Solemnity of the Immaculate Conception of the Blessed Virgin Mary
A month after I got married I had an ‘almost’ argument with one of my sisters-in-law. I was wearing a t-shirt that says “To err is human; to arr is pirate.” I personally love the shirt, but I am often a terrible judge of when clarifying comments are needed. So, in my wisdom, I thought our 8 AM drive to go clamming our beach vacation was the perfect opportunity to raise my contention with the shirt. I disagree that “To err is human.” Ironically, I was very erroneous in assuming anyone else wanted to have that conversation early in the morning on vacation. Today though, we celebrate the feast that says, “To err is less than human.”
The aforementioned feast is that of the Immaculate Conception of Mary. In this feast, we celebrate the mystery of our faith that professes that Mary was born free of original sin and through God’s grace, and by the cooperation of her unfallen will, she was preserved from personal sin. She was 100% human and 0% God, unlike her son who was 100% of both, and yet she did not sin. She had true “enmity” with the deceiver, the enmity that we see spoken of in today’s first reading. She was “full of grace” as Gabriel proclaims in the Gospel. More than anything else, she is God’s promise to us that Ephesians will be fulfilled. In being chosen by God we will be made “holy and without blemish before him.”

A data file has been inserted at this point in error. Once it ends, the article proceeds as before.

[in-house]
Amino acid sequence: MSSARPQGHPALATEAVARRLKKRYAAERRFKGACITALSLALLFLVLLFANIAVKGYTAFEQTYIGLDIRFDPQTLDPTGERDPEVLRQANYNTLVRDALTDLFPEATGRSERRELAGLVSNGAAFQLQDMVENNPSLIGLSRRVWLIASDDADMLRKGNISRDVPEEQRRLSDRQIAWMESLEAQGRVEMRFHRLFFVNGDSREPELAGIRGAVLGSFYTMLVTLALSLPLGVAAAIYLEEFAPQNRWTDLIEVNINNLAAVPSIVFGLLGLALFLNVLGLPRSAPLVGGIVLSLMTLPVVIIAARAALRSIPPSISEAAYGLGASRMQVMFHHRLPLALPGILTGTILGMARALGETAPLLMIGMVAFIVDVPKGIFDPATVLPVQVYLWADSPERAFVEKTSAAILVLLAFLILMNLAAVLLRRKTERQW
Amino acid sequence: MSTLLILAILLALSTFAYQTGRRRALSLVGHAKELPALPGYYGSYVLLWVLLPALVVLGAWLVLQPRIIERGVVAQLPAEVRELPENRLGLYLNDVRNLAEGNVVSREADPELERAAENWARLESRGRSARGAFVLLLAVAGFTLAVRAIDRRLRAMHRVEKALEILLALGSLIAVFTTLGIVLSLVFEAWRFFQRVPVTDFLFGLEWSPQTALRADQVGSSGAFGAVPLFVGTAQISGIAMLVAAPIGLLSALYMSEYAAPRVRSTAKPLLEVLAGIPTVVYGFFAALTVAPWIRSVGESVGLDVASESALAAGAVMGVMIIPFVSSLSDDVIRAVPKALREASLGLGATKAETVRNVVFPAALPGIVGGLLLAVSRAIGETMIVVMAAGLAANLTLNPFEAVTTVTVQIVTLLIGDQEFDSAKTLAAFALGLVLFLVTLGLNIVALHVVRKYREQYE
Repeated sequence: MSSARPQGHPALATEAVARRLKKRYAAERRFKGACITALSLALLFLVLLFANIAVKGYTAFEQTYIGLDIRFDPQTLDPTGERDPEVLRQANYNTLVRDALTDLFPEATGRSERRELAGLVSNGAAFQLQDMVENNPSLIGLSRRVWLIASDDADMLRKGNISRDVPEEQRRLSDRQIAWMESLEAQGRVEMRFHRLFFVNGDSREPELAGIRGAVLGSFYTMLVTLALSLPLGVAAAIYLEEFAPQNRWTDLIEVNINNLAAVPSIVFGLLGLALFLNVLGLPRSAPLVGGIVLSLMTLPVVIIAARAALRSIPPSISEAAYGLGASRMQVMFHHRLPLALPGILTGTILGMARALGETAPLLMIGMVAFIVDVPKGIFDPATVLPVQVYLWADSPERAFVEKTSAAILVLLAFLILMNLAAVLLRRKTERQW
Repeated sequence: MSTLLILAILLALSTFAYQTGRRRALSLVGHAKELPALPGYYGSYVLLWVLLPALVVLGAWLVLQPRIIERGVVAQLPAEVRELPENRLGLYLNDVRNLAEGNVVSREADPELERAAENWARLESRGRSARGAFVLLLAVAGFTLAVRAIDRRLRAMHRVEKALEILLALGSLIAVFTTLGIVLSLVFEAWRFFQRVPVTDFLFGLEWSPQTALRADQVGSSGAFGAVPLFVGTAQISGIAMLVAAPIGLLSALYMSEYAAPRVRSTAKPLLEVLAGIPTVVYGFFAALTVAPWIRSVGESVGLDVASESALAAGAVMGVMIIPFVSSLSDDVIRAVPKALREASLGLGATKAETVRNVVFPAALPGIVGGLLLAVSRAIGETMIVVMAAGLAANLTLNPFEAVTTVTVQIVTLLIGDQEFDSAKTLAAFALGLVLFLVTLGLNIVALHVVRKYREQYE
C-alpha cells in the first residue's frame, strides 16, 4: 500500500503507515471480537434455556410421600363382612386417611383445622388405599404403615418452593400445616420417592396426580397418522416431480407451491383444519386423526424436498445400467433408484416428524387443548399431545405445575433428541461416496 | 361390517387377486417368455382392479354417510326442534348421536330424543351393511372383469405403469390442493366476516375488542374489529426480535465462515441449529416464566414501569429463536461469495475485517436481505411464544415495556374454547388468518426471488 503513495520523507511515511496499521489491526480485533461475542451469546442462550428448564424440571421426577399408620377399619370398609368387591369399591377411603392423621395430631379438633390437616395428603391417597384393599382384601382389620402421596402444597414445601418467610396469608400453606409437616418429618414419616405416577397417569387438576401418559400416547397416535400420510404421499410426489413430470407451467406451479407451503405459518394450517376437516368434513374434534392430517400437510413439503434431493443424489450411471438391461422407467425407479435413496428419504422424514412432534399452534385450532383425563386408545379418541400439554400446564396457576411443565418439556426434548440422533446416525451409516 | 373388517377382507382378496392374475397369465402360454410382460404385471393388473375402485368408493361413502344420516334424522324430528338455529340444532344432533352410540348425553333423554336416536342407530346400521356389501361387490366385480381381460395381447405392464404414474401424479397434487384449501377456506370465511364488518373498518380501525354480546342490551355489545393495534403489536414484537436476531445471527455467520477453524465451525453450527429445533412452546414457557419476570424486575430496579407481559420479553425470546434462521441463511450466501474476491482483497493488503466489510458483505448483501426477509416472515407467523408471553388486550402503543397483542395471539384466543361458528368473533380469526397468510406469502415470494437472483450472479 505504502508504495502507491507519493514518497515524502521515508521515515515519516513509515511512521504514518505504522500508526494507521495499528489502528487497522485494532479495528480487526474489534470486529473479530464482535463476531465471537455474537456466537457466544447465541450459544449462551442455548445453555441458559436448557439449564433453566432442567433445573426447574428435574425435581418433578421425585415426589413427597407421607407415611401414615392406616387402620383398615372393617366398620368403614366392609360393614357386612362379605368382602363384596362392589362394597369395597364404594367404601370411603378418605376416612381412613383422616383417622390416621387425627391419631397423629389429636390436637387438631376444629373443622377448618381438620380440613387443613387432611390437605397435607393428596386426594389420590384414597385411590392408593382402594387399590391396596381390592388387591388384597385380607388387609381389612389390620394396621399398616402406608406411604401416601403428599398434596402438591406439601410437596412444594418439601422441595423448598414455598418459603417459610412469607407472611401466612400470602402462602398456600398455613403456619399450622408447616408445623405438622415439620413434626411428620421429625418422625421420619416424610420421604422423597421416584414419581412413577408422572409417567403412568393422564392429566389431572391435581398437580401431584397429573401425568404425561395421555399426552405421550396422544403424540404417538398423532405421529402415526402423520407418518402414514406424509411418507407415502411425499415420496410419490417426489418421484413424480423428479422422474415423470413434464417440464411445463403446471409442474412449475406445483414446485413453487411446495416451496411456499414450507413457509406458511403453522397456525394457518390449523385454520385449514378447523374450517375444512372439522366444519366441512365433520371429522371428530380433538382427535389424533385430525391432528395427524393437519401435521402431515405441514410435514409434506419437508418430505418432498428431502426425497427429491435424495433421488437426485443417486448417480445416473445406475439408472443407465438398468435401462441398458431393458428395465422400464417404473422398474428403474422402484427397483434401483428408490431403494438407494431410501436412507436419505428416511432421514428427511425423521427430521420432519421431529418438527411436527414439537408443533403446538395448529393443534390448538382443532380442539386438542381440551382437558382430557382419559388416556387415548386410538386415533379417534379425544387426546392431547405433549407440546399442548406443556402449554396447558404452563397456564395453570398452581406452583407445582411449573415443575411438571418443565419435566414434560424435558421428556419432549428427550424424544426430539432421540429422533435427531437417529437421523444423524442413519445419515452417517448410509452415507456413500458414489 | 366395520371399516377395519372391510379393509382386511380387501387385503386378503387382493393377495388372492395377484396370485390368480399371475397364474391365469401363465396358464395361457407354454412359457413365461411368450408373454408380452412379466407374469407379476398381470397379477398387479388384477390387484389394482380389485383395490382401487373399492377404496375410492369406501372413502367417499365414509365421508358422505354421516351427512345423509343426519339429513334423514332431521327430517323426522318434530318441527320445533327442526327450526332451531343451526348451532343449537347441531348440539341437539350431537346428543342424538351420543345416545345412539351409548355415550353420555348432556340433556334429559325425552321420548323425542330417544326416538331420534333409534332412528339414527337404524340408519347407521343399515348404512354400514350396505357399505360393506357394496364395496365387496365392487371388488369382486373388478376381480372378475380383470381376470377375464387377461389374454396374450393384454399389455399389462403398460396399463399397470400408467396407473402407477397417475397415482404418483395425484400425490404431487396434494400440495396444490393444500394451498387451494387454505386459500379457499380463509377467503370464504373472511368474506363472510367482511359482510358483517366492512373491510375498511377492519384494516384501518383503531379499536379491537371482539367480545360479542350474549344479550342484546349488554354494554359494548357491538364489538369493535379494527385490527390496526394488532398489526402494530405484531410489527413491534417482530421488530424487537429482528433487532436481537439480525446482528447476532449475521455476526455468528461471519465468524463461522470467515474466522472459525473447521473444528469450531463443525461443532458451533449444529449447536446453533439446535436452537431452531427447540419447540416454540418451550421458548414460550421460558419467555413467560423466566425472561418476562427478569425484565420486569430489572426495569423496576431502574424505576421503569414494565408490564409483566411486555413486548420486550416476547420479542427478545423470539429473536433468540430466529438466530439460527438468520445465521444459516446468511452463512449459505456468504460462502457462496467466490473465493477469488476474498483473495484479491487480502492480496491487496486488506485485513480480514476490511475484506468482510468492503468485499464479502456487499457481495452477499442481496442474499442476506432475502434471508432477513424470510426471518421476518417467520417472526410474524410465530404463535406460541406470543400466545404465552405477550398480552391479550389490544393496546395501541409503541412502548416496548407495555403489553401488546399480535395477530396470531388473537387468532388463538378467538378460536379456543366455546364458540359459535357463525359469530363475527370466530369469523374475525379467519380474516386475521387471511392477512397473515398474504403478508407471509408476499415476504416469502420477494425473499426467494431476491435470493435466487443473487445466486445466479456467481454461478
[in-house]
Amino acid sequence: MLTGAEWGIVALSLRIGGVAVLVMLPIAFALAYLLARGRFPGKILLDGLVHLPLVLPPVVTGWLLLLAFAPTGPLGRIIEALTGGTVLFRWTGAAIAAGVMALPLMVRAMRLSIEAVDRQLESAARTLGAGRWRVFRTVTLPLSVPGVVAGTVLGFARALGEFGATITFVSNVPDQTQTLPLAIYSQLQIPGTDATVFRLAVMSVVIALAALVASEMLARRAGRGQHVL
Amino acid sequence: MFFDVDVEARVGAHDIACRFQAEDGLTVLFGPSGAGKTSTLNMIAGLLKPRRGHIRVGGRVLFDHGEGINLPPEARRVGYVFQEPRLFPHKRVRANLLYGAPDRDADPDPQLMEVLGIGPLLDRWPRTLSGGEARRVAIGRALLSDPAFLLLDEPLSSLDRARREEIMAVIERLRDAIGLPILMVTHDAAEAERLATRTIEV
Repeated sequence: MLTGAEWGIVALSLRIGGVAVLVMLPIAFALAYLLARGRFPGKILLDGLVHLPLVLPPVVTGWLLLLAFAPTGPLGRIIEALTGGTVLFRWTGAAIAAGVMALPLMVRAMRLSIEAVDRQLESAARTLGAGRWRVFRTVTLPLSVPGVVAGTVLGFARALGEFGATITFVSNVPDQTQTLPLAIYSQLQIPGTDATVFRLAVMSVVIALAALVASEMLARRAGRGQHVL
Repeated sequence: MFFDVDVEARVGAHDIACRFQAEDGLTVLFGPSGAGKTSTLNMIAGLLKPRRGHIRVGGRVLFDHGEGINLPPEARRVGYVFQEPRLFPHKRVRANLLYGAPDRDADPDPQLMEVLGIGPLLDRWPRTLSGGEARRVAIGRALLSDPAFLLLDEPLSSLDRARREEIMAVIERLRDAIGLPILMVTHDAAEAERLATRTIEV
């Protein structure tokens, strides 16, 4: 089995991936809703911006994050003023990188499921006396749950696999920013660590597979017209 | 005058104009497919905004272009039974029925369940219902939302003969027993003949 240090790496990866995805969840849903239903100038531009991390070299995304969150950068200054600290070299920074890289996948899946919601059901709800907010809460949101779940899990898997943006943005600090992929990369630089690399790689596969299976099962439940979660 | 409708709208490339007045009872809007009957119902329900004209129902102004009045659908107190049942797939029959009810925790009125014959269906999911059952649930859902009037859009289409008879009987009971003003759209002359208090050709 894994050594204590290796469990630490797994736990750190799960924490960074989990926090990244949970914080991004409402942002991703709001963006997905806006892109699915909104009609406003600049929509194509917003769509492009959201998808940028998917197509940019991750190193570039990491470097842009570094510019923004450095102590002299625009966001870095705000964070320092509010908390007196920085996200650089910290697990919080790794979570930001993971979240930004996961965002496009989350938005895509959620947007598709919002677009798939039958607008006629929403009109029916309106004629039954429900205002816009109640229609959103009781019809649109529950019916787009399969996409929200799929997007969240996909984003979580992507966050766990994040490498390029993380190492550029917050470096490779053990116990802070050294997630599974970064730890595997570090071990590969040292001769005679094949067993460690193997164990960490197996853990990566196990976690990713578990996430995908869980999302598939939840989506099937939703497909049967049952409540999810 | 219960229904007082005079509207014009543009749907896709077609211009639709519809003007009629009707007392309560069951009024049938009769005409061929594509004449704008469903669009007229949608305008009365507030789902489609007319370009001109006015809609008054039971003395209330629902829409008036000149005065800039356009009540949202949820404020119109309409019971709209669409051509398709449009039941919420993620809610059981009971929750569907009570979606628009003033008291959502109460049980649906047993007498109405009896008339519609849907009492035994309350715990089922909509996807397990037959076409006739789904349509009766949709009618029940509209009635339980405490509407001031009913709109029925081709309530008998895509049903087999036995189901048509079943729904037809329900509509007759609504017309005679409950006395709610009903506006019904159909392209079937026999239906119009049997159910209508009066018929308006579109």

This is good news! For often we can feel as though our sin and our failings pile upon us and we will never be rid of them. Or worse yet, we make room for them. We use lies like, “To err is human,” to perpetually excuse our sins. We stop having enmity with them and start to accommodate them. But we are not meant to look in the mirror and see a hopeless sinner, but see a repentant disciple. We are to lean more heavily on the radical love and grace of God, knowing that one day, we will know sin no longer. We will not “seem” holy and without blemish before God, but we will be holy and without blemish.
Our first step in getting there is recognizing the connection in the language between Ephesians and Exodus. The lamb of the Passover had to be without blemish. Jesus was that new lamb without blemish. When we allow his grace to transform us into his likeness we begin to lose our blemishes. That only happens when we become like Mary, full of grace and docile to the Word of the Lord. When we are like Mary, we see that sin is not a part of me, it takes me apart. To err is what destroys the humanity God created and declared as good.
So how do we rework that old saying? I propose that Mary shows us that to be human is to need the Lord, hear the Lord, and obey the Lord for His glory, our good, and the good of all those God has loved into existence. That might not be a catchy t-shirt, but it is the profound truth that we are offered by today’s feast.
I am forever, my sin does not have to be.
Our Lady of the Immaculate Conception, pray for us.